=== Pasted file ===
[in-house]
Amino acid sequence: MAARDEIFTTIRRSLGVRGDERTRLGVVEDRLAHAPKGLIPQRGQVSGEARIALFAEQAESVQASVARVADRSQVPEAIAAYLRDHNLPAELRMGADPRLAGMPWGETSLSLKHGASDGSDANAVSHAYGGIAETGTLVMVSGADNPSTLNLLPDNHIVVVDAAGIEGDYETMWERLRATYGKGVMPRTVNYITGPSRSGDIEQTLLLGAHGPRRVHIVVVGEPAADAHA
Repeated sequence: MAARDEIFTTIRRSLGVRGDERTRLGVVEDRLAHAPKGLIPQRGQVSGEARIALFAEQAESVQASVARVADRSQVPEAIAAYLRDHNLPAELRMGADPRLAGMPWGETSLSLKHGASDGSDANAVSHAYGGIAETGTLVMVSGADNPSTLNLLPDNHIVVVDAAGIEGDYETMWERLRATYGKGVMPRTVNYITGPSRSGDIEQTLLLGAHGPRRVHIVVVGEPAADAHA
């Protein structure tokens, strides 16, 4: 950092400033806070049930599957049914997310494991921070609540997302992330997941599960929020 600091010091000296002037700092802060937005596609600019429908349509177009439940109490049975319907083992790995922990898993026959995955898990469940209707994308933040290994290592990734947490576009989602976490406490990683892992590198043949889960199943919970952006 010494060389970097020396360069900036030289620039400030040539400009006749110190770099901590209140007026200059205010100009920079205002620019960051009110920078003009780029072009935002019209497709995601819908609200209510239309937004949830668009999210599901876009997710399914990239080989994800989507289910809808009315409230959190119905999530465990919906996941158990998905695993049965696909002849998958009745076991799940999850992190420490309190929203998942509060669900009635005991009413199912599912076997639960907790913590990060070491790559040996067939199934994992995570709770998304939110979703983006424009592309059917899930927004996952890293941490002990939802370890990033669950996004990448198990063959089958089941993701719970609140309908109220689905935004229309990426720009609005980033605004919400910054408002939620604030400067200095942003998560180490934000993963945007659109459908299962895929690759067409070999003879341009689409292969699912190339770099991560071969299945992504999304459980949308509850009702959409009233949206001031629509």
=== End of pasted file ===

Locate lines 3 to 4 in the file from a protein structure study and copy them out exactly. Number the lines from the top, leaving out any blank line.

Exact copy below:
Repeated sequence: MAARDEIFTTIRRSLGVRGDERTRLGVVEDRLAHAPKGLIPQRGQVSGEARIALFAEQAESVQASVARVADRSQVPEAIAAYLRDHNLPAELRMGADPRLAGMPWGETSLSLKHGASDGSDANAVSHAYGGIAETGTLVMVSGADNPSTLNLLPDNHIVVVDAAGIEGDYETMWERLRATYGKGVMPRTVNYITGPSRSGDIEQTLLLGAHGPRRVHIVVVGEPAADAHA
């Protein structure tokens, strides 16, 4: 950092400033806070049930599957049914997310494991921070609540997302992330997941599960929020 600091010091000296002037700092802060937005596609600019429908349509177009439940109490049975319907083992790995922990898993026959995955898990469940209707994308933040290994290592990734947490576009989602976490406490990683892992590198043949889960199943919970952006 010494060389970097020396360069900036030289620039400030040539400009006749110190770099901590209140007026200059205010100009920079205002620019960051009110920078003009780029072009935002019209497709995601819908609200209510239309937004949830668009999210599901876009997710399914990239080989994800989507289910809808009315409230959190119905999530465990919906996941158990998905695993049965696909002849998958009745076991799940999850992190420490309190929203998942509060669900009635005991009413199912599912076997639960907790913590990060070491790559040996067939199934994992995570709770998304939110979703983006424009592309059917899930927004996952890293941490002990939802370890990033669950996004990448198990063959089958089941993701719970609140309908109220689905935004229309990426720009609005980033605004919400910054408002939620604030400067200095942003998560180490934000993963945007659109459908299962895929690759067409070999003879341009689409292969699912190339770099991560071969299945992504999304459980949308509850009702959409009233949206001031629509």